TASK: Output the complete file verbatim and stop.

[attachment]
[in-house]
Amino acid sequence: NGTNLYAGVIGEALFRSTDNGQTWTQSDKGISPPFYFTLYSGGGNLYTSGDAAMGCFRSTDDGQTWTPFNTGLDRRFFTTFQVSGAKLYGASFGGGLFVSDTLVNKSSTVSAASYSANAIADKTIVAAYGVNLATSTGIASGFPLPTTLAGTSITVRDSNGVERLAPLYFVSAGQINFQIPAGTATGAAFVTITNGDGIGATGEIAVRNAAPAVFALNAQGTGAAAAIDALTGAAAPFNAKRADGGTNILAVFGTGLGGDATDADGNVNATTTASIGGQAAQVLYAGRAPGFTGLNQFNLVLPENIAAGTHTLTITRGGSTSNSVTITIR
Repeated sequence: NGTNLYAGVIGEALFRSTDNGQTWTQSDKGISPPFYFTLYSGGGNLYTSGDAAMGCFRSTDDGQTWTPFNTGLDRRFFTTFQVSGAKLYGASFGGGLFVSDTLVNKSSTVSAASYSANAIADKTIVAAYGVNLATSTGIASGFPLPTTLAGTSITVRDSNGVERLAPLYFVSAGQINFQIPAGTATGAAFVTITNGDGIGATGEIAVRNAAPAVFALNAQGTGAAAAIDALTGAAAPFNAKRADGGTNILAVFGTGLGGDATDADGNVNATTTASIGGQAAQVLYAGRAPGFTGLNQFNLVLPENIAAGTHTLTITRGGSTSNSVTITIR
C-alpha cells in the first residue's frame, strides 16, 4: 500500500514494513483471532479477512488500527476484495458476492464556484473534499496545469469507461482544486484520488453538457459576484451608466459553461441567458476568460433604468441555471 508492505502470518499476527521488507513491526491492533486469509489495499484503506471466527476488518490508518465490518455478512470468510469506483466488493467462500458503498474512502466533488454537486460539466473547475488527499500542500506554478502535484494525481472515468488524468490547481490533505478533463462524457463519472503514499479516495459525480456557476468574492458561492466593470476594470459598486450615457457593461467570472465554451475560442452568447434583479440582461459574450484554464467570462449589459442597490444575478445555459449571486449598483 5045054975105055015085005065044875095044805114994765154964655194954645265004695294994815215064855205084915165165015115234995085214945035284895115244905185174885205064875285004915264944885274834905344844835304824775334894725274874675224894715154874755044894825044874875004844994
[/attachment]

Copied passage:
[in-house]
Amino acid sequence: NGTNLYAGVIGEALFRSTDNGQTWTQSDKGISPPFYFTLYSGGGNLYTSGDAAMGCFRSTDDGQTWTPFNTGLDRRFFTTFQVSGAKLYGASFGGGLFVSDTLVNKSSTVSAASYSANAIADKTIVAAYGVNLATSTGIASGFPLPTTLAGTSITVRDSNGVERLAPLYFVSAGQINFQIPAGTATGAAFVTITNGDGIGATGEIAVRNAAPAVFALNAQGTGAAAAIDALTGAAAPFNAKRADGGTNILAVFGTGLGGDATDADGNVNATTTASIGGQAAQVLYAGRAPGFTGLNQFNLVLPENIAAGTHTLTITRGGSTSNSVTITIR
Repeated sequence: NGTNLYAGVIGEALFRSTDNGQTWTQSDKGISPPFYFTLYSGGGNLYTSGDAAMGCFRSTDDGQTWTPFNTGLDRRFFTTFQVSGAKLYGASFGGGLFVSDTLVNKSSTVSAASYSANAIADKTIVAAYGVNLATSTGIASGFPLPTTLAGTSITVRDSNGVERLAPLYFVSAGQINFQIPAGTATGAAFVTITNGDGIGATGEIAVRNAAPAVFALNAQGTGAAAAIDALTGAAAPFNAKRADGGTNILAVFGTGLGGDATDADGNVNATTTASIGGQAAQVLYAGRAPGFTGLNQFNLVLPENIAAGTHTLTITRGGSTSNSVTITIR
C-alpha cells in the first residue's frame, strides 16, 4: 500500500514494513483471532479477512488500527476484495458476492464556484473534499496545469469507461482544486484520488453538457459576484451608466459553461441567458476568460433604468441555471 508492505502470518499476527521488507513491526491492533486469509489495499484503506471466527476488518490508518465490518455478512470468510469506483466488493467462500458503498474512502466533488454537486460539466473547475488527499500542500506554478502535484494525481472515468488524468490547481490533505478533463462524457463519472503514499479516495459525480456557476468574492458561492466593470476594470459598486450615457457593461467570472465554451475560442452568447434583479440582461459574450484554464467570462449589459442597490444575478445555459449571486449598483 5045054975105055015085005065044875095044805114994765154964655194954645265004695294994815215064855205084915165165015115234995085214945035284895115244905185174885205064875285004915264944885274834905344844835304824775334894725274874675224894715154874755044894825044874875004844994